As for how academic staff have responded to this increasingly metricised life, through the felt need to meet submission deadlines in the REF cycle, even at the cost of publication quality, they have come to accept permanent performance monitoring as the basis for differentiated rewards. [8] For all the promises of neoliberalism’s architects that we would be freed from ‘red tape’, bureaucracy is now immanent to work itself. Not only has the ruling class set up new ‘agencies of psycho-police control’: it has made us feel compelled to monitor ourselves and feed the data to those agencies as a matter of routine! [9] The graffitied Parisian walls of May ‘68 warned that ‘a cop sleeps inside each one of us’. The more we watch our every step to meet competitive performance levels, the more that sleeping cop begins to stir.

If the spectacle truly has reached such an all-consuming stage, then how do we push beyond it? Already we see parallel struggles between the youth and student movements of the 1960s, and those of today. The mass sit-ins at Berkeley for free speech in the face of political repression echo in the current rallying cry for ‘Cops Off Campus!’, and in the fight against the racist surveillance of students under the Prevent Strategy. The spirit of the shop steward movement imbues the latest strikes by cleaners, cinema staff, fast food workers, and couriers, proving that young and migrant workers can lead the charge against the ‘gig economy’. The youth who helped build the Corbyn project in the Labour Party and showed their seismic force in the 2017 general election would easily find their counterparts in the anti-bomb and anti-war movements of fifty years ago.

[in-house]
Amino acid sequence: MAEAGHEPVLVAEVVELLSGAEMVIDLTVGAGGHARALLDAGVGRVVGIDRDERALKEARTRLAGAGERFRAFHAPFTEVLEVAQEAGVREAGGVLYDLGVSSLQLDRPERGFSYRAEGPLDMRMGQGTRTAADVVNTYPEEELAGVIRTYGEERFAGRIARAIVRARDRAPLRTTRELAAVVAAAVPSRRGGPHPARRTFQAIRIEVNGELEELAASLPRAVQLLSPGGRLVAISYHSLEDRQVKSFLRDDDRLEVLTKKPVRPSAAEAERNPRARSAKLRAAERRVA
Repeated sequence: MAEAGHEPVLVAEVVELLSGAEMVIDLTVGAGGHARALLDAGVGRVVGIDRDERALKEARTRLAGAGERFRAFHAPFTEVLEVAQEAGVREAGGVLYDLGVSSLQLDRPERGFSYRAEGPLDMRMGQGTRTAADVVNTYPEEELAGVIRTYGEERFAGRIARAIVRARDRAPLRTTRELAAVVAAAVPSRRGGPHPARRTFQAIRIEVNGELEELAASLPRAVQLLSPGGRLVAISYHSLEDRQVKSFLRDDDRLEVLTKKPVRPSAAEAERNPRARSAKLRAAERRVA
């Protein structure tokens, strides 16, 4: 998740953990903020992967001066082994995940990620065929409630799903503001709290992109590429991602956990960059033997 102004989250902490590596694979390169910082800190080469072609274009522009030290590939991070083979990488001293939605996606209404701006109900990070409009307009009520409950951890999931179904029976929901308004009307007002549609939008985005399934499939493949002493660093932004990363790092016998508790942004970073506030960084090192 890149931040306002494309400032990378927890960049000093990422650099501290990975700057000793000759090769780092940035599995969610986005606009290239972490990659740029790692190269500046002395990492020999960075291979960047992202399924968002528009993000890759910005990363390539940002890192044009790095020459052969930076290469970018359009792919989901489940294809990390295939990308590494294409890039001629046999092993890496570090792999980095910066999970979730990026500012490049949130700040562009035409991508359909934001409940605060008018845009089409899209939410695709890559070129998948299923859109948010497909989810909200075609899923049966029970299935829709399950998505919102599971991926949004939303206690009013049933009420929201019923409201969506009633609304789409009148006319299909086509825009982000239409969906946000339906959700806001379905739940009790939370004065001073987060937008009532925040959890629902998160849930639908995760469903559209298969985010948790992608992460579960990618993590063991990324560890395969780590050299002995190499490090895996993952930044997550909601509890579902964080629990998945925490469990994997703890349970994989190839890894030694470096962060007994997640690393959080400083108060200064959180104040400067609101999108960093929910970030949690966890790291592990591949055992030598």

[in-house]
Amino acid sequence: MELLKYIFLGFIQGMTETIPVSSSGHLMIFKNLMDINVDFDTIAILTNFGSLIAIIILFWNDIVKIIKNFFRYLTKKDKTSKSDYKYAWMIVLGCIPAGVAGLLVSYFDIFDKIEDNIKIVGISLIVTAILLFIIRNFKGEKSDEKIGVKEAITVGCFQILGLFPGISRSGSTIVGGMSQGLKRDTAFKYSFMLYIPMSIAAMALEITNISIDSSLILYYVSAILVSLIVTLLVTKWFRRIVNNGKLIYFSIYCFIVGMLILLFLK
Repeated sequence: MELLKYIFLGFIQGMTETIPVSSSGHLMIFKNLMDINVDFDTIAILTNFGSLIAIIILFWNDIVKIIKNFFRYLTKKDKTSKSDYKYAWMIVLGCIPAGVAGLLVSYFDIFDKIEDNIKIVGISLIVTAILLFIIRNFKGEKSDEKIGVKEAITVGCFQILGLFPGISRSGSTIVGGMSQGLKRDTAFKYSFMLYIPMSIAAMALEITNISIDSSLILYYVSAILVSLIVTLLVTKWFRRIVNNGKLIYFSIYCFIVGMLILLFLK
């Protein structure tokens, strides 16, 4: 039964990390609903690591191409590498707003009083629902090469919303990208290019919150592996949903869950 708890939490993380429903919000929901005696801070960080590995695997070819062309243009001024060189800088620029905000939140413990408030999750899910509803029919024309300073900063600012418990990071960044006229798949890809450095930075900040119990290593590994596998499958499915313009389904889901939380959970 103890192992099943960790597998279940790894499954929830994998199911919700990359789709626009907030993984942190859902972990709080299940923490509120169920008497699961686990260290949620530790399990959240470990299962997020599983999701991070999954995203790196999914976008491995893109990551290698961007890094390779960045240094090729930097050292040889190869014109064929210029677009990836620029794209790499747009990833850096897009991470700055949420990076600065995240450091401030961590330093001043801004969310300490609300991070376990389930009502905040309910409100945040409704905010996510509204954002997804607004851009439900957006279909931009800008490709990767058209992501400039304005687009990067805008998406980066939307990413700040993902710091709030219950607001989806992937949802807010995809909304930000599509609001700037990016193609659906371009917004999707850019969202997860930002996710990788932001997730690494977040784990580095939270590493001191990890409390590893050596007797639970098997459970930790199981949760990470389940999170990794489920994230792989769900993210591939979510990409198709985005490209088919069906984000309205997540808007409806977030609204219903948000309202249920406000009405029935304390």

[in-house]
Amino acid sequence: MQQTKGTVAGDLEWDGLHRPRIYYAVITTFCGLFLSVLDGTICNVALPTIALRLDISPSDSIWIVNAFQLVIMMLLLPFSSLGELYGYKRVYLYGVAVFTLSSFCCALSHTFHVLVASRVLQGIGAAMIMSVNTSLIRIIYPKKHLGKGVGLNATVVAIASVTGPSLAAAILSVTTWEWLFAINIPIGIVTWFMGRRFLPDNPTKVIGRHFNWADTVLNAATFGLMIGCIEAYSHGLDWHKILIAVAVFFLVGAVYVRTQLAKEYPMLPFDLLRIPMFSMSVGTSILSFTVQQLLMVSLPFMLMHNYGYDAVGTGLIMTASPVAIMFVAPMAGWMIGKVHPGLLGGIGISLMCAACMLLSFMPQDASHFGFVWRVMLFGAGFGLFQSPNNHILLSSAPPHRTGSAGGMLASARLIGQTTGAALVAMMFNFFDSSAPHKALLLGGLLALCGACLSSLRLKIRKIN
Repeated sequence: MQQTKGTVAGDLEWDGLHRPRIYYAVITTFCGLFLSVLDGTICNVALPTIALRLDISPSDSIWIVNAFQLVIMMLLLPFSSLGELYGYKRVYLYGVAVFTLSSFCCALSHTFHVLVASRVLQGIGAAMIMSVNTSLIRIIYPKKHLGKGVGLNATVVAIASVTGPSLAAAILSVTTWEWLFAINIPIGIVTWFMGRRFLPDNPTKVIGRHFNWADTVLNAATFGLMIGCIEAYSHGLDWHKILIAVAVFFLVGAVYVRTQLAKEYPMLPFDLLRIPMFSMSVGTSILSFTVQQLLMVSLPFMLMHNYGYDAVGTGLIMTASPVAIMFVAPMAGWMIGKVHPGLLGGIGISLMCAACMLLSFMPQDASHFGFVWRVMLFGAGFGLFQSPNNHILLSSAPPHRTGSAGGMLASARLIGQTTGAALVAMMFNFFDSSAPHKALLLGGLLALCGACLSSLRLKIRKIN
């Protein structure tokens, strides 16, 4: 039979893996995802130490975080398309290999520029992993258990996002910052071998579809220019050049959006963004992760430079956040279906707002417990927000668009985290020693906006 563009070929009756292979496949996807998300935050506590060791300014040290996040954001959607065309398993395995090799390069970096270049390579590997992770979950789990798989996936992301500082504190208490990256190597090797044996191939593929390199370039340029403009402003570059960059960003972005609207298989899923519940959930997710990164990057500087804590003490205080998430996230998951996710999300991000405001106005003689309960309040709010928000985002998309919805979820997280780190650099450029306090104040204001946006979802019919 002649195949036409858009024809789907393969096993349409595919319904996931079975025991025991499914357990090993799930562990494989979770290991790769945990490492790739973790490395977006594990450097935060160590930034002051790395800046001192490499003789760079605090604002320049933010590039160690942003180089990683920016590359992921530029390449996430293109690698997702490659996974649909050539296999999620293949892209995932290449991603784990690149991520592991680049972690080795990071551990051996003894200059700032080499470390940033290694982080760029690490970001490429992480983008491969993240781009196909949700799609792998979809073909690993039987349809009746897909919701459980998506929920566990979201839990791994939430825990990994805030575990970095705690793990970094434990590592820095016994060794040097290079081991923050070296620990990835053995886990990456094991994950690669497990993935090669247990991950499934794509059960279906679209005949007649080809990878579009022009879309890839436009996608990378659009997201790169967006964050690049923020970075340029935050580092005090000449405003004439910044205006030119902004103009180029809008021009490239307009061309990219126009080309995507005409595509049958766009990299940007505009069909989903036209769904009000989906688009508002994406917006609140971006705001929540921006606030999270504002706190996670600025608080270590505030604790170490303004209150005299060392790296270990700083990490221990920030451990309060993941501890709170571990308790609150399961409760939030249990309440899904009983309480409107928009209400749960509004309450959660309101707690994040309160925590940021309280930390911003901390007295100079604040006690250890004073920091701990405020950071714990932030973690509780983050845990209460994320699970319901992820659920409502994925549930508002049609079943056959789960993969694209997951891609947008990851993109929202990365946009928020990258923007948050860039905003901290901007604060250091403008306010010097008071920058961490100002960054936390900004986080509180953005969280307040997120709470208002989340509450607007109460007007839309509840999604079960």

We should not limit our examples to Britain. Even now, comrades in France are showing the way, staging simultaneous student occupations and rail worker strikes to resist Macron’s attacks upon the public sector. The ‘selection’ process Macron seeks to implement would edge French universities towards a marketised system like the UK’s. In Germany, university and school students have gone on strike under the slogan ‘Education not Deportations’ to oppose the expansion of German and EU border controls. They demand a dignified life and proper access to education for all migrants. In Poland, students and workers have occupied the University of Warsaw in protest against a state attempt to change the university’s governance structures, which would centralise power in the hands of the rector and unelected external governors. The protesters also demand increased funding for education and science, and more rights for workers on campus. All these common struggles lay the foundations for international solidarity.